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China Wants Iron Ore Transshipment Partnership with Vale

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May 27, 2014

Vale Brasil, Image Credit: Agencia Vale

reuters_logo1BRASILIA, May 26 (Reuters) – China is interested in setting up a partnership with Brazilian mining major Vale to move iron ore from its giant vessels on to smaller ones, as a ban on the big ships docking at Chinese ports continues, its ambassador to Brazil said on Monday.

Vale’s mega ships, capable of carrying 400,000 tonnes of iron ore and known as the Valemax, are not permitted to dock at Chinese ports due to their size. This has frustrated the miner’s attempts to reduce freight costs in order to compete with Australian-based rivals such as BHP Billiton and Rio Tinto, located closer to China.

Chinese ship owners have strongly opposed access for Vale’s mega ships amid concerns they could worsen a shipping glut and steal market share.

“Our transport department has every interest in discussing and resolving this matter, including options such as setting up a partnership to transship the iron ore and thus work together to lower freight costs,” Ambassador Li Jinzhang told foreign reporters at a conference in Brasilia.

Transshipment involves moving the iron ore from the Valemax ships on to smaller boats which could then dock at Chinese ports. Vale is currently developing a transhipment center in Malaysia and already has a system in operation in the Philippines.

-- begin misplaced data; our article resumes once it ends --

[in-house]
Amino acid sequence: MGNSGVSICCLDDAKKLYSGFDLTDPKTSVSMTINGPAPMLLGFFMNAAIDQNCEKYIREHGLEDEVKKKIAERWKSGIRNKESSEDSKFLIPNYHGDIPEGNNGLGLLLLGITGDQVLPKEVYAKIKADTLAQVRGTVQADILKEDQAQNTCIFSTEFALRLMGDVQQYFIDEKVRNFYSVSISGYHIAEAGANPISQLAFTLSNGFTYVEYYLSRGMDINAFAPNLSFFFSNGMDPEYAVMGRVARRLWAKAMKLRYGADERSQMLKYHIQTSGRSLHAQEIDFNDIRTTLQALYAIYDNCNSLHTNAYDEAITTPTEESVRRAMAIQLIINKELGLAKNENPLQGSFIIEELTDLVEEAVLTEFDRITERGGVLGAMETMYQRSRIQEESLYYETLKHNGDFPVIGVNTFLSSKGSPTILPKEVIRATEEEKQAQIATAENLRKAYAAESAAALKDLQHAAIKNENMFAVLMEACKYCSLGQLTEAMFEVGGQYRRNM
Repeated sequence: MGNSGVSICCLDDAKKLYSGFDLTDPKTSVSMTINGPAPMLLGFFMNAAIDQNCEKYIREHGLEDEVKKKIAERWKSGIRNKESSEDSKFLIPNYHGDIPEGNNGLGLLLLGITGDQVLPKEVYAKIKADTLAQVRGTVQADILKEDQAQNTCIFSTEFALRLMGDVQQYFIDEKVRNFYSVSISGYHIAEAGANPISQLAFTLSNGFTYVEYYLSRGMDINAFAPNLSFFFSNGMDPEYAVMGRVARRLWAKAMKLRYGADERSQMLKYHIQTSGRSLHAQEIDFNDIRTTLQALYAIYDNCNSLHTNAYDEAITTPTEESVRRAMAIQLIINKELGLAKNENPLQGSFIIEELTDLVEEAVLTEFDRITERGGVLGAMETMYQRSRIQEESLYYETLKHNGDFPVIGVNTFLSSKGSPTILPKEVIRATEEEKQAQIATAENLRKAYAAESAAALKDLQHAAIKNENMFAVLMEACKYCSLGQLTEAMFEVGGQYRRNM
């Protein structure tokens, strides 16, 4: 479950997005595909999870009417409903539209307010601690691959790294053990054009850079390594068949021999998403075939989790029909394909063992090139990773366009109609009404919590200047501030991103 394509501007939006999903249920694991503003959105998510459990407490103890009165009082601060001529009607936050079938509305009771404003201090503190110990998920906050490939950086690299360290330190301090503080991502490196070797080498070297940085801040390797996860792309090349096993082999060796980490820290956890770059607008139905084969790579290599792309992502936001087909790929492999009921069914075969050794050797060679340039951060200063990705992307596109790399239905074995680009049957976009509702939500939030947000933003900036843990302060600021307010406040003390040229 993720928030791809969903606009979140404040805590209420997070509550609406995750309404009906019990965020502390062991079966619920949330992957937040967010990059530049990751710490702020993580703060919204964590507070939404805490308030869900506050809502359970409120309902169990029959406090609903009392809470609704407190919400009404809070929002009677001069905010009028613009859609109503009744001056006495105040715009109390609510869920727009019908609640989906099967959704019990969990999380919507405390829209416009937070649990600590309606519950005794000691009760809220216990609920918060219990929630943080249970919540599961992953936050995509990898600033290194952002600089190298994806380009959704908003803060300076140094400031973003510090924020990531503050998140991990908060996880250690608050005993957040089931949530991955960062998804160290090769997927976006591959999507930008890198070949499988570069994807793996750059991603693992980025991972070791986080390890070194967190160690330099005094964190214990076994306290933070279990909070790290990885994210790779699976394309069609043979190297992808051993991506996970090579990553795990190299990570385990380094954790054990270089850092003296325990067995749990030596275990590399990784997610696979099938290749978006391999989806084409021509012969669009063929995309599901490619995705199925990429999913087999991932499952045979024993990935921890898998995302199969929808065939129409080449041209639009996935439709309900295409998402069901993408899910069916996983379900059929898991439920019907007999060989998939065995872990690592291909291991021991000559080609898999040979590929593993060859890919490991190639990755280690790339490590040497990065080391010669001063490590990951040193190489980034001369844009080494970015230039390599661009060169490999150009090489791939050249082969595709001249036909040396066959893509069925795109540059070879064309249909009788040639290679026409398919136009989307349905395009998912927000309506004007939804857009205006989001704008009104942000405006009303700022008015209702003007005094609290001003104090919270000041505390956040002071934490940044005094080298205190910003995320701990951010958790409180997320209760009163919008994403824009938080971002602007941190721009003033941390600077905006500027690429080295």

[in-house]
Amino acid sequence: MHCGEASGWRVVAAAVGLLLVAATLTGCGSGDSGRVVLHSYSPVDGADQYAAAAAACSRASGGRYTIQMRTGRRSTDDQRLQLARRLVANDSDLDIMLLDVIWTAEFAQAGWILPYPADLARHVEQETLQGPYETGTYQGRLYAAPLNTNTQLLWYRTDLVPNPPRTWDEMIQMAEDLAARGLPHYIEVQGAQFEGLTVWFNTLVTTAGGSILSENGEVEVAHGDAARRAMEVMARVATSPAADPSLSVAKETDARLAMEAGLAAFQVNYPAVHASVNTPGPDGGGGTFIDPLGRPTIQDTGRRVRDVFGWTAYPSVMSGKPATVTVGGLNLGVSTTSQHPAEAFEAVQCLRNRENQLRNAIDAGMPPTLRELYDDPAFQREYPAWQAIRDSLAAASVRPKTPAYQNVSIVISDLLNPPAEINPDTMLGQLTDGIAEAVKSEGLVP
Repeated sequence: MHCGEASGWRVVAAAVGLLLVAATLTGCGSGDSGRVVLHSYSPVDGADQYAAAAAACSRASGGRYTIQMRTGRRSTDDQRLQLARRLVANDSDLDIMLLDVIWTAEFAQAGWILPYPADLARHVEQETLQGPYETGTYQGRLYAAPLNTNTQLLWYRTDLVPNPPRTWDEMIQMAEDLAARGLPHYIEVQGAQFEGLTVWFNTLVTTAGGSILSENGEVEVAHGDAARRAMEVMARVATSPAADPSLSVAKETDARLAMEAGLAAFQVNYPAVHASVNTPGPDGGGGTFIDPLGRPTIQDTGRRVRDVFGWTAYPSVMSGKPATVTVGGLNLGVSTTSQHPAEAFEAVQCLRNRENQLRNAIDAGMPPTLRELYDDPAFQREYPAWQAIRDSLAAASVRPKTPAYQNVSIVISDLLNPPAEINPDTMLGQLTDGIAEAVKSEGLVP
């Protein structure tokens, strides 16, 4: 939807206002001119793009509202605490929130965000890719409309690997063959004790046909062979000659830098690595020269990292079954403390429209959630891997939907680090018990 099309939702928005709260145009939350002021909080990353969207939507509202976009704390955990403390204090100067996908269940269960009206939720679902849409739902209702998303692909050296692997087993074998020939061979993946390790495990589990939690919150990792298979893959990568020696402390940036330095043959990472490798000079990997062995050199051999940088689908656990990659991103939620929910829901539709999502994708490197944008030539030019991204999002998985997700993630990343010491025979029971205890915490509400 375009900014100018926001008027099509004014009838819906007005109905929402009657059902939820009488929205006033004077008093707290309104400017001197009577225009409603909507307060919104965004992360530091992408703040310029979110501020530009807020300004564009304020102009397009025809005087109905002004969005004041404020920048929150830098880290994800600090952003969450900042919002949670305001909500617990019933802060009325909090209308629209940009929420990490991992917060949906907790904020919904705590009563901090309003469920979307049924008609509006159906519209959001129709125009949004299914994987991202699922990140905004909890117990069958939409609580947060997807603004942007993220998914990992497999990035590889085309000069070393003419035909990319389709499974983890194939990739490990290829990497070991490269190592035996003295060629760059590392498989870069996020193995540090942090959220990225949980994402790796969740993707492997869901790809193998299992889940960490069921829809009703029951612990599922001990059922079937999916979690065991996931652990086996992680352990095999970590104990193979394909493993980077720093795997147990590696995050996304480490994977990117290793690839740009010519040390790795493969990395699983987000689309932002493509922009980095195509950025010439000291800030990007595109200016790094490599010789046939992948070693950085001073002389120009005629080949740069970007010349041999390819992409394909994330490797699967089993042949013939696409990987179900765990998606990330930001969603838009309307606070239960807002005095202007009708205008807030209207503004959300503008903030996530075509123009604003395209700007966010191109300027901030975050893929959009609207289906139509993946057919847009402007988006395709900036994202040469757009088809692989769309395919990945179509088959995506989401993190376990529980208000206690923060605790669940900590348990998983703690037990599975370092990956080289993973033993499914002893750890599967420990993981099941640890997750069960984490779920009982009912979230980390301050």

The ambassador did not go into any further details as to what such a partnership might entail.

Vale’s transportation costs are currently about $22 a tonne.

If the Valemax ships were able to take cargoes directly to China, Vale would save about $7 a tonne over current costs. Australian iron ore producers have normally had a $10 per tonne freight advantage over Brazilian ore.

Li said problems remained for Valemax ships to dock at Chinese ports saying they were “mainly of a technical nature.”

China’s Ministry of Transport barred the ships from the country’s ports in early 2012, citing safety concerns after the first Valemax docked at Dalian Port in December 2011. (Reporting by Anthony Boadle in Brasilia; Writing by Stephen Eisenhammer in Rio de Janeiro; Editing by Lisa Shumaker)

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